Nitrogen fixation in the intercrops was 13 – 26% higher than in the pea monocrops; the authors contributed this finding to the cereal plants continuously using soil N, thus promoting a faster rate of N fixation by the pea plants. However, when total N fixation was compared over a unit area, pea monocrops fixed more N than the intercrops because there was a higher density of pea plants in the monocrops. Within the intercrops, the 40-10 pea cultivar fixed more N than CDC Horizon. The pea component of the intercrops transferred 17 to 43% of the fixed N to the cereal component of the intercrop.
Using a starter N application of 54 lbs/ac significantly decreased N fixation at 2 out of the 3 sites – N fixation was 22 to 63% lower at Melfort and 35 to 65% lower at Swift Current. However, when the total amount of fixed N was compared on a per acre basis, there was no difference if starter N was used or not. This was because the total amount of fixed N correlated to the proportion of the pea component of the intercrop, and pea plant density and vigour were both higher under the starter N treatments. The authors concluded that when soil N is low (<22 lbs N/ac at 0-6” depth), using starter N in a pea-cereal intercrop would help increase dry matter yield under moist growing areas (Black soil zone) without negatively affecting the total N fixation per unit area.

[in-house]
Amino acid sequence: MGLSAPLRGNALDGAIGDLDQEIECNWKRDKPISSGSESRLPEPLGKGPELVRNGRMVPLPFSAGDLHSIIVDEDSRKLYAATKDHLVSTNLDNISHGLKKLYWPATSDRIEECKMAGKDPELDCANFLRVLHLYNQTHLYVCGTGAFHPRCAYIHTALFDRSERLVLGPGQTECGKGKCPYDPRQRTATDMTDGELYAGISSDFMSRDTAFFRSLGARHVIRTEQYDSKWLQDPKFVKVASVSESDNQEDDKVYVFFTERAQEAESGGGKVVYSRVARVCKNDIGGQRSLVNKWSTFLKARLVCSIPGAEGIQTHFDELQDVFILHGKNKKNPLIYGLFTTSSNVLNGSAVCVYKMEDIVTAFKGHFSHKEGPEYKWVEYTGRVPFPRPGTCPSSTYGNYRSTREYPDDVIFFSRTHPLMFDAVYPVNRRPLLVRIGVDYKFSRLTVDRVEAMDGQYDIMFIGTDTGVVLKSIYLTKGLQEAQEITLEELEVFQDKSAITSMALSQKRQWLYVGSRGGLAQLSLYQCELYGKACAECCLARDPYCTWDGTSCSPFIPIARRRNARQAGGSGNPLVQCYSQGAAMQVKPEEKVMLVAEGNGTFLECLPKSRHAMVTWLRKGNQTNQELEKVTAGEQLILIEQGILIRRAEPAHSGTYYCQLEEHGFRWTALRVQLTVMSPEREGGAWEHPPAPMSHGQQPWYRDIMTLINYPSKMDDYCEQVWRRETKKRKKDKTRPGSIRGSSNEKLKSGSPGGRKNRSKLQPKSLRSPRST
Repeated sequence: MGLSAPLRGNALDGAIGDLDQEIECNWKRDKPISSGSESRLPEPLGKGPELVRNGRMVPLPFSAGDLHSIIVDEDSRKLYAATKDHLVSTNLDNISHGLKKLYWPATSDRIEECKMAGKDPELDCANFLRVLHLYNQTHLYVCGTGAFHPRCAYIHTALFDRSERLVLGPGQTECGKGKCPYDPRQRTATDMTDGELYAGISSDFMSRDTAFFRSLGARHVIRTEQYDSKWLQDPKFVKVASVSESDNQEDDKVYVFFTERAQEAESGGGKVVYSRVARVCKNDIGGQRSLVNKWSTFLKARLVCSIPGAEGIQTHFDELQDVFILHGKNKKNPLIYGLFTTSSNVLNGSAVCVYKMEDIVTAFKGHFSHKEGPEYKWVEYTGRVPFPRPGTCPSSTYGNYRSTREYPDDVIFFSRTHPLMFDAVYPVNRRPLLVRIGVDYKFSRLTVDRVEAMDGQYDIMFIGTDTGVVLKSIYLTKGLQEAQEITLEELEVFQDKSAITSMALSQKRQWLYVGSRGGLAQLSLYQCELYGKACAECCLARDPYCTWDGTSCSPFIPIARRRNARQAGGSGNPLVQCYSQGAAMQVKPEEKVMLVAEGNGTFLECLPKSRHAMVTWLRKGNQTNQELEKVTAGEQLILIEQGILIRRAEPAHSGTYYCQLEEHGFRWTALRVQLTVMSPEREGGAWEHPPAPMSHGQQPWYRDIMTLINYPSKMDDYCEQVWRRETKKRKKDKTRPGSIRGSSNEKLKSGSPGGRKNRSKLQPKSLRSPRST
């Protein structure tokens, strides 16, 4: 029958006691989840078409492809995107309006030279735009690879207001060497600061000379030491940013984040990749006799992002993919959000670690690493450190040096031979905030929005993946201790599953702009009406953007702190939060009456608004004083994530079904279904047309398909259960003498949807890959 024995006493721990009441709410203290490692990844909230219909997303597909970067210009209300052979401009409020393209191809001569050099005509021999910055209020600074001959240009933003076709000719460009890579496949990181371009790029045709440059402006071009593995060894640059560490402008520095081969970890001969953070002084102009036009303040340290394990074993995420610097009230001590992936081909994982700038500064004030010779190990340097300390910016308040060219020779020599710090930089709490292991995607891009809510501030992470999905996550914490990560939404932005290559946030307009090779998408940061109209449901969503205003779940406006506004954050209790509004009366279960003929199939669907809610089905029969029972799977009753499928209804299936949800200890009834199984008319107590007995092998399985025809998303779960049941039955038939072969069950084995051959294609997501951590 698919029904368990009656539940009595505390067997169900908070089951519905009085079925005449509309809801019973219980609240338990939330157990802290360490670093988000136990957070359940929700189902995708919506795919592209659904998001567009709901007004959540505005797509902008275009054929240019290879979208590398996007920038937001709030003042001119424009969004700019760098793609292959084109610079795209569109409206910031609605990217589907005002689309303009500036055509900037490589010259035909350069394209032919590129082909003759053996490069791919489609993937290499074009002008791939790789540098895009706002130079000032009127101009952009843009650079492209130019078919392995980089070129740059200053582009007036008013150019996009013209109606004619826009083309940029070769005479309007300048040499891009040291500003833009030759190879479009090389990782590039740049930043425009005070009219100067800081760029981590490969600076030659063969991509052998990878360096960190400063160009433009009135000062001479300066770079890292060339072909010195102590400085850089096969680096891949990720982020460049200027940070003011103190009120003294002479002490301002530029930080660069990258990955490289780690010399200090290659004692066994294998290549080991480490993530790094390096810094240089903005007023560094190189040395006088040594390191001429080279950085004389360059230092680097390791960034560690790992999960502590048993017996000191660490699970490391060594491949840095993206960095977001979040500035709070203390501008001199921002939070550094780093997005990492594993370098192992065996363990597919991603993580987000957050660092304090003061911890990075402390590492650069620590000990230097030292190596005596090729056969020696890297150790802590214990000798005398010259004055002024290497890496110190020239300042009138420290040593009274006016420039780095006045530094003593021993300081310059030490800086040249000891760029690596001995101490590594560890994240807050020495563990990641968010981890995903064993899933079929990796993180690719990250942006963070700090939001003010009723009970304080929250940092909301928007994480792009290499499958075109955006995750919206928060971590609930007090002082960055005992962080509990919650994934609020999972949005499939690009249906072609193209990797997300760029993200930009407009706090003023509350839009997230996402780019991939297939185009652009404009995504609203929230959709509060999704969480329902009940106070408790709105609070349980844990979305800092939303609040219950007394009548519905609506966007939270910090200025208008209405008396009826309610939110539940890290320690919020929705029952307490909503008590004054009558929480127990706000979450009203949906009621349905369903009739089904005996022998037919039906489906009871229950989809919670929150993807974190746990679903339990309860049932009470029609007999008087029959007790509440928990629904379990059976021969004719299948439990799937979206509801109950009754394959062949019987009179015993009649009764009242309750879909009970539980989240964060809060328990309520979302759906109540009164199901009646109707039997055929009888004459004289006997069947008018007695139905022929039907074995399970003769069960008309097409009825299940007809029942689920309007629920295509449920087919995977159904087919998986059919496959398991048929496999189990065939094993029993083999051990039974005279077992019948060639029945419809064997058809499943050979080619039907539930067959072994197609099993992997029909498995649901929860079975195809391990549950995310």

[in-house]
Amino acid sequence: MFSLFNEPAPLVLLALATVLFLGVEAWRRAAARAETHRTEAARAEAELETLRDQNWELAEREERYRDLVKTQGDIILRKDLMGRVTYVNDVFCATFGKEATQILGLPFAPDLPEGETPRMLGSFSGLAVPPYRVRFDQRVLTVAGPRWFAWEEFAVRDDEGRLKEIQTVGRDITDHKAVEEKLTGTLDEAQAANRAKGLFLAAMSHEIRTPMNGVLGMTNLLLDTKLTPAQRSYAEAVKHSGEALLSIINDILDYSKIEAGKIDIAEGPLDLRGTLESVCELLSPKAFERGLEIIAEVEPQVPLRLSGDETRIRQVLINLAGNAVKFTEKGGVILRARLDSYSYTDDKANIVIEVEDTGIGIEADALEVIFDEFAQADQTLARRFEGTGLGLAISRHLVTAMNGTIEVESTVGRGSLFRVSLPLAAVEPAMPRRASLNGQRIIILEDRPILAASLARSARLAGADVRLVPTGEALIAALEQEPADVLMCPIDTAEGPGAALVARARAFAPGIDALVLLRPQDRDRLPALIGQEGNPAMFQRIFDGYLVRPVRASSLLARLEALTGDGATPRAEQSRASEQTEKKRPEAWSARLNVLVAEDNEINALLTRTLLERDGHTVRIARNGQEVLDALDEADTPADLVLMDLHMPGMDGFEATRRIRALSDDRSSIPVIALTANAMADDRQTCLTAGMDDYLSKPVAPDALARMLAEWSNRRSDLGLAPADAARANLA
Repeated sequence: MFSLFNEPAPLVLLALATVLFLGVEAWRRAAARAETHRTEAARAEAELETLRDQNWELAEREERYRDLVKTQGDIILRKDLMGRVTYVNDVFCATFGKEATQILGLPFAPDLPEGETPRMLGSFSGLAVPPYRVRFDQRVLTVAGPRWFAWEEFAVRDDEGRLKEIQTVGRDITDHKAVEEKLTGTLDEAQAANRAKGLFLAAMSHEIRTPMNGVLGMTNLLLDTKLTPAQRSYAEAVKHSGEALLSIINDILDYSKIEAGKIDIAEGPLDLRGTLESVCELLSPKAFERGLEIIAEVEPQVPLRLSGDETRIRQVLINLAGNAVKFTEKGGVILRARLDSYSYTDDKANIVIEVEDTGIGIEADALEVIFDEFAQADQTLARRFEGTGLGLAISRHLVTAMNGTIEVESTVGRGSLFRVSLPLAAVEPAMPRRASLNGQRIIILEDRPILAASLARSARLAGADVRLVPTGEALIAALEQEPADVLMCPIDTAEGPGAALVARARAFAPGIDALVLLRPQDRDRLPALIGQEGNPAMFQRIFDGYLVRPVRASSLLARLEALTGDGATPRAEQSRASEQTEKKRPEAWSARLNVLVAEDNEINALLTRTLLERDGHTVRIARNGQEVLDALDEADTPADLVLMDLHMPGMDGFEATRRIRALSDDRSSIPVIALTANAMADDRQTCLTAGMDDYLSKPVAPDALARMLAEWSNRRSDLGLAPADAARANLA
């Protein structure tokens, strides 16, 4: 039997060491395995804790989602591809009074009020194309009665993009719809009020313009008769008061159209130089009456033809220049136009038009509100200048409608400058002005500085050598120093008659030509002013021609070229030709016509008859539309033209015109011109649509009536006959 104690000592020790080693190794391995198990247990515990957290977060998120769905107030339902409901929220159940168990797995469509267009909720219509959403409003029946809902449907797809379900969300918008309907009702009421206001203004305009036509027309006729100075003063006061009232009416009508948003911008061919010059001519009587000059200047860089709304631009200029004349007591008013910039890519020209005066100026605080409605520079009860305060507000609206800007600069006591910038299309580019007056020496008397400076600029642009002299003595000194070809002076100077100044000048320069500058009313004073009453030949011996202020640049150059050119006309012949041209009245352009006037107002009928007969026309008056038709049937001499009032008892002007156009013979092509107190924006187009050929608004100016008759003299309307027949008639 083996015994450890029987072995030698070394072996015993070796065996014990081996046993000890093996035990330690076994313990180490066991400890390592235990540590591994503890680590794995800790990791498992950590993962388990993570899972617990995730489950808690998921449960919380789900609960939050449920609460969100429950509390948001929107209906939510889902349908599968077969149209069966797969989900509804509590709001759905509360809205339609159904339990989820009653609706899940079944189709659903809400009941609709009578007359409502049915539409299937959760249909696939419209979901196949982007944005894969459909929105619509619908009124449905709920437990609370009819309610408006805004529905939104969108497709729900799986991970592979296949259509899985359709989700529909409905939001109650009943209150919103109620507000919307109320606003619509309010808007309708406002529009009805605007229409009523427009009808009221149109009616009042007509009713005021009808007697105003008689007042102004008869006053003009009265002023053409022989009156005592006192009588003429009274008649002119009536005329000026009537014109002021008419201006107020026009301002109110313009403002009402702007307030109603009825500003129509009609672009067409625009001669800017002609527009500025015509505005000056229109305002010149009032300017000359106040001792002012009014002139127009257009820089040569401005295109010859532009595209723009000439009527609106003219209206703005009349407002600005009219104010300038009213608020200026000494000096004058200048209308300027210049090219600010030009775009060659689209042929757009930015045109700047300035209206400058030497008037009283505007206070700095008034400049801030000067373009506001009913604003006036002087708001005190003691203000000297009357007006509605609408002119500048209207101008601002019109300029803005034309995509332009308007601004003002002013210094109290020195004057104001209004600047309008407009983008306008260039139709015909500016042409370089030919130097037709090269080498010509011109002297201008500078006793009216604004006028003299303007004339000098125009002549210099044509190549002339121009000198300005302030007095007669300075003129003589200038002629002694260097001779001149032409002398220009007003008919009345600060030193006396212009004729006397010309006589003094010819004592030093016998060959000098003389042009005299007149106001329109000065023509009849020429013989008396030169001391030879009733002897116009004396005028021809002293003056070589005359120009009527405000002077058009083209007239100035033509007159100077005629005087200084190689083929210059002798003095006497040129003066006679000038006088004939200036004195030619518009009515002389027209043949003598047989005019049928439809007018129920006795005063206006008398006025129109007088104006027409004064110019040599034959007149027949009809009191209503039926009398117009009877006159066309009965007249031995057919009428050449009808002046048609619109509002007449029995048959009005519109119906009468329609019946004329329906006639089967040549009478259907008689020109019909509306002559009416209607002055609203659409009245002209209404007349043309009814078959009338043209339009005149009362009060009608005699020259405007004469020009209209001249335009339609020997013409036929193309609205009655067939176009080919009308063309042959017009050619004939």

Pea-cereal intercrops provided as much forage yield as cereal monocrops, while supplying a significant amount of fixed N from the pea to the cereal component. The intercrops showed a faster rate of N fixation than the pea monocrops, though total N fixation was higher under pea monocrops because of the higher pea plant population per area. Starter N fertilizer reduced the amount of N fixation in intercrops at two sites, but because total N fixed per unit area did not change, starter N could provide a yield benefit under moist soil zones.
Funding for this study was provided by the Saskatchewan Ministry of Agriculture, Saskatchewan Pulse Growers, and Saskatchewan Forage Network.
Gungaabayar, A., Jha, A., Warkentin, T. D., Knight, J. D., Penner, G. B., & Biligetu, B. (2023). Forage yield and biological nitrogen fixation of pea-cereal intercrops for hay production. Agronomy Journal, 115, 607-619. https://doi.org/10.1002/agj2.21270